Building peace

Gilberto Algar-Faria (PhD 2018) studied civil society and Western peacebuilding through an analysis of post-war Sri Lanka.

'I was introduced to the Sri Lankan context by a professor who had been a peace negotiator during the war. During my MSc degree I went on a fieldtrip to the island state and learned a remarkable amount, and yet I still wanted to know more. At that time I was also really enjoying my studies and engaging with the case and the theory at once: I happened to be working on an essay about civil society actors at the time. Pursuing a PhD seemed the obvious next step.

'As much as I love taking novel theoretical approaches to empirical evidence (a key element to any PhD), academia also allows for an incredible level of engagement with the contexts I work in, with other people thinking about similar issues and with the wider public. When I work with people in Sri Lanka, they put a huge amount of trust in me and in what I do. I feel a responsibility to them to keep my research going and to disseminate my findings as far as possible, while of course keeping their identities confidential in most cases.

'There are lessons to be learned across the world from Sri Lanka’s post-war environment; indeed, there would be little point in doing the research if there were not. How do elite state and society actors interact in a post-war environment? And how do internationals and locals relate? But more importantly, what meaning do these externally-imposed categorisations of ‘state’, ‘society’, ‘local’ and ‘international’ have on the ground? These are interesting questions, not only for Sri Lanka but for other countries in similar positions too.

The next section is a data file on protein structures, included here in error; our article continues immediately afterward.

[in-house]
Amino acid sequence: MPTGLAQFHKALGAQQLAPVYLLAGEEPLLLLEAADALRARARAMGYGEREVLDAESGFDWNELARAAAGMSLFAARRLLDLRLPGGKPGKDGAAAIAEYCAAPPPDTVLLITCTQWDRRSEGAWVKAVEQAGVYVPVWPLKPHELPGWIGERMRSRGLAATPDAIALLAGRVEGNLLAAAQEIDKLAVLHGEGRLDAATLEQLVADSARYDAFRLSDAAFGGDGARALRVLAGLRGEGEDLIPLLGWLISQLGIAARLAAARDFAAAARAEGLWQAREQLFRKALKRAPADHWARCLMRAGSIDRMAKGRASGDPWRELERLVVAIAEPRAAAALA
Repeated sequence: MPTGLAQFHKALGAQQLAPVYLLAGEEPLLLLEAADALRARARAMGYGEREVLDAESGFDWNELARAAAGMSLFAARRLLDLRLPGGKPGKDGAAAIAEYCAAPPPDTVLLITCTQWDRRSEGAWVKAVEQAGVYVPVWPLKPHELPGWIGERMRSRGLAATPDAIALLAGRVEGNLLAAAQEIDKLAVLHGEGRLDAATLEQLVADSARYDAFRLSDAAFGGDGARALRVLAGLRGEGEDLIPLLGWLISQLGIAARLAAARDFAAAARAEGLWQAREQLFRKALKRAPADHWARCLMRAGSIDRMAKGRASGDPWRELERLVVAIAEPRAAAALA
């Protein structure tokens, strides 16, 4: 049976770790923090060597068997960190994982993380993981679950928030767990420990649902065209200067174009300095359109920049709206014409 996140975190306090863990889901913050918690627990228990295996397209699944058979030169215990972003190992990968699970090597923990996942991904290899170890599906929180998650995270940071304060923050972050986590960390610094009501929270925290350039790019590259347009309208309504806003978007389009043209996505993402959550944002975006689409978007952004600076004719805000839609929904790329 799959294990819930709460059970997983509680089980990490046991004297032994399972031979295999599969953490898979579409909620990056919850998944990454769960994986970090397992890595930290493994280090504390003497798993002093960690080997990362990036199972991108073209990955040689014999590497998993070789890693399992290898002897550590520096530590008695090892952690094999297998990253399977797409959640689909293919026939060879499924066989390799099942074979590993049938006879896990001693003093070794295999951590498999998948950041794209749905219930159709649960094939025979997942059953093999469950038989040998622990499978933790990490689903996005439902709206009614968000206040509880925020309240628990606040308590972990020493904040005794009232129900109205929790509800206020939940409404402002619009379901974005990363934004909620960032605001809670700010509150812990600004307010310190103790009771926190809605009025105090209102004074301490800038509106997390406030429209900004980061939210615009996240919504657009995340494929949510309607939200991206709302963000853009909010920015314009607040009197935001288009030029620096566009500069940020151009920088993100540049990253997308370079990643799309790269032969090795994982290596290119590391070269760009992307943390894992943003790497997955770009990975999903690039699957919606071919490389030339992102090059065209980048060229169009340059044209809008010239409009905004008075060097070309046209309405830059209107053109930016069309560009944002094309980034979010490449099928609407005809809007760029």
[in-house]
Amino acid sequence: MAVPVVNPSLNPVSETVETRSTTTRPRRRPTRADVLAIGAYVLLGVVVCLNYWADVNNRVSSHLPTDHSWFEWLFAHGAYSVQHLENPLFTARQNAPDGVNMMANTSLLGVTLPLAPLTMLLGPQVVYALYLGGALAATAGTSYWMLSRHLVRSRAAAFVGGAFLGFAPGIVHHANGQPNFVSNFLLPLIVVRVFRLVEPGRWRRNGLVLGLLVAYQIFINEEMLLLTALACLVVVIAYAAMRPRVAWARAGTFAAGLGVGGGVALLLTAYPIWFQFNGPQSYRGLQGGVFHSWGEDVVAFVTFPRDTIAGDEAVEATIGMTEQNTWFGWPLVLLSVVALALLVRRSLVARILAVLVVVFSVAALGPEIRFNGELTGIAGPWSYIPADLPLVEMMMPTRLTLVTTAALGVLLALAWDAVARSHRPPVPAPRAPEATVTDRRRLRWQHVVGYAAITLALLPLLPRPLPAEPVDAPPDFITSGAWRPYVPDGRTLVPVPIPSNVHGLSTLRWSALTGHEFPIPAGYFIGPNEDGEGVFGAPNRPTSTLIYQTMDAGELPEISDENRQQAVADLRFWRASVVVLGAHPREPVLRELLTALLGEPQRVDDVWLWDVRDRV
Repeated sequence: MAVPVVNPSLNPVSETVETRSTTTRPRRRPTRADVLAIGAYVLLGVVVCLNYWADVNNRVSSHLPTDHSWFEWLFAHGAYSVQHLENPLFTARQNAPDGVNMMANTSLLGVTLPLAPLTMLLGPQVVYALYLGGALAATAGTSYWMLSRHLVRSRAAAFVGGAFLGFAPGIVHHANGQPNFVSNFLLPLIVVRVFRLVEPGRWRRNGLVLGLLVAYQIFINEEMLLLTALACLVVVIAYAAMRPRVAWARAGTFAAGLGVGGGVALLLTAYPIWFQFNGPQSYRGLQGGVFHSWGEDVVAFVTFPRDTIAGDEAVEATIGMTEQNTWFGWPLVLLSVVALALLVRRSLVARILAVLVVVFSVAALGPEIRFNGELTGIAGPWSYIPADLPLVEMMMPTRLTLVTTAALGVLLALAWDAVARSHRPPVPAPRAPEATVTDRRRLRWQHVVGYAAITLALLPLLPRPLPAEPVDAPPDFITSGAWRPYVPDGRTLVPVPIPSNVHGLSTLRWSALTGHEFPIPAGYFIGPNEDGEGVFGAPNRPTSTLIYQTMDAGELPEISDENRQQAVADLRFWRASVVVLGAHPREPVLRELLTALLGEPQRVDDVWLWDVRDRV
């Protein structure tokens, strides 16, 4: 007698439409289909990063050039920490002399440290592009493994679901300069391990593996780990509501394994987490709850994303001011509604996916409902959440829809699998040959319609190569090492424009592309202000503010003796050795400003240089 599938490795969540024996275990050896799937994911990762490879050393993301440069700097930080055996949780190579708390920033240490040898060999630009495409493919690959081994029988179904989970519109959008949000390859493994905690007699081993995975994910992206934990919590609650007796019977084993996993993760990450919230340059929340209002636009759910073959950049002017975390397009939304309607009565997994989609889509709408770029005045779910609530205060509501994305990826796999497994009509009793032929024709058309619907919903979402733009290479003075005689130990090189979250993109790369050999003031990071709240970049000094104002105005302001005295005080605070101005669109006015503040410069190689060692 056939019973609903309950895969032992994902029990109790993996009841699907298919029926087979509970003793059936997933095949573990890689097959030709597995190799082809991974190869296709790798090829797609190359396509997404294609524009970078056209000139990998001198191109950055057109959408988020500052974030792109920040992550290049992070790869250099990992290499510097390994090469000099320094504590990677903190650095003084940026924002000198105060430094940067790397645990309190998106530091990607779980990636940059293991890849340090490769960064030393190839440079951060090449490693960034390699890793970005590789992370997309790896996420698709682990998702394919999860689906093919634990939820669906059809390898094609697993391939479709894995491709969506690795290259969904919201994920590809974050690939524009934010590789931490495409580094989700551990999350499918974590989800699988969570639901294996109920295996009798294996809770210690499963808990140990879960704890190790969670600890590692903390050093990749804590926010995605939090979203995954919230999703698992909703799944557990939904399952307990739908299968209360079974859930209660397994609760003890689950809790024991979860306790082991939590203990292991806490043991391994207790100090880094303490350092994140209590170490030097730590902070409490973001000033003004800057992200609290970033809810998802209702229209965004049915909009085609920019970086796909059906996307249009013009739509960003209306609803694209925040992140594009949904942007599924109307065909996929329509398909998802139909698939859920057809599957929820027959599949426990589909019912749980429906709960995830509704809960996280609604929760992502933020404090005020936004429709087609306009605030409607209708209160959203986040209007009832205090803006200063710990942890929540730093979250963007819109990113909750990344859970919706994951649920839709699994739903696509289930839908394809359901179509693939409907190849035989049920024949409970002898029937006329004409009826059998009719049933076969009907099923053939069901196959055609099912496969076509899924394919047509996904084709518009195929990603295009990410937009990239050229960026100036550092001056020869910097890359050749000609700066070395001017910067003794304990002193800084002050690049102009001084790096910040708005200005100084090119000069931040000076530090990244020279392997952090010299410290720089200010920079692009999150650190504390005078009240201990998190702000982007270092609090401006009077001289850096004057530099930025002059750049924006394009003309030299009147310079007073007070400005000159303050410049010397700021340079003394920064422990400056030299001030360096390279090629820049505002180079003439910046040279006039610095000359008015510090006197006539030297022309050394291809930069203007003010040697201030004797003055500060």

'Of course, my research does not and cannot address everything in the areas highlighted above, and my PhD has formed a small component of a much wider field of study, but I do want my work to have bearing on how people view post-war situations. Because Western engagement and statebuilding around the world isn’t working how the West might want it to. I hope the research I conducted toward my PhD has had an impact on the way conversation about peacebuilding in post-war environments.

'For some time before I received an offer to start my PhD, Bristol had been my first choice university because it housed the supervisors I wanted to work with, themselves part of the renowned Global Insecurities Centre (GIC), of which I am also a member. Many of the people who really influenced me during my undergraduate and postgraduate degrees had studied at Bristol’s GIC in the past.

'I would never have started my PhD without alumni funding. Fieldwork is expensive, especially when it takes place overseas as mine did. The funding I received also helped me to share my research at international conferences, which proved incredibly rewarding. Travelling has to be the best part of my research, not just to conduct interviews in Sri Lanka, but also to deliver papers at conferences at other universities. Engaging with so many different people, from such diverse walks of life, is really amazing, and I would not have been able to do this during my PhD without alumni funding.

'Now that my PhD is completed, I’m working full-time for a Horizon 2020 project called EU-CIVCAP, which is hosted by the University of Bristol’s Global Insecurities Centre, and focuses on EU civilian capabilities in conflict prevention and peacebuilding. The next step for me, which I have already begun, is the important move to postdoctoral research.'

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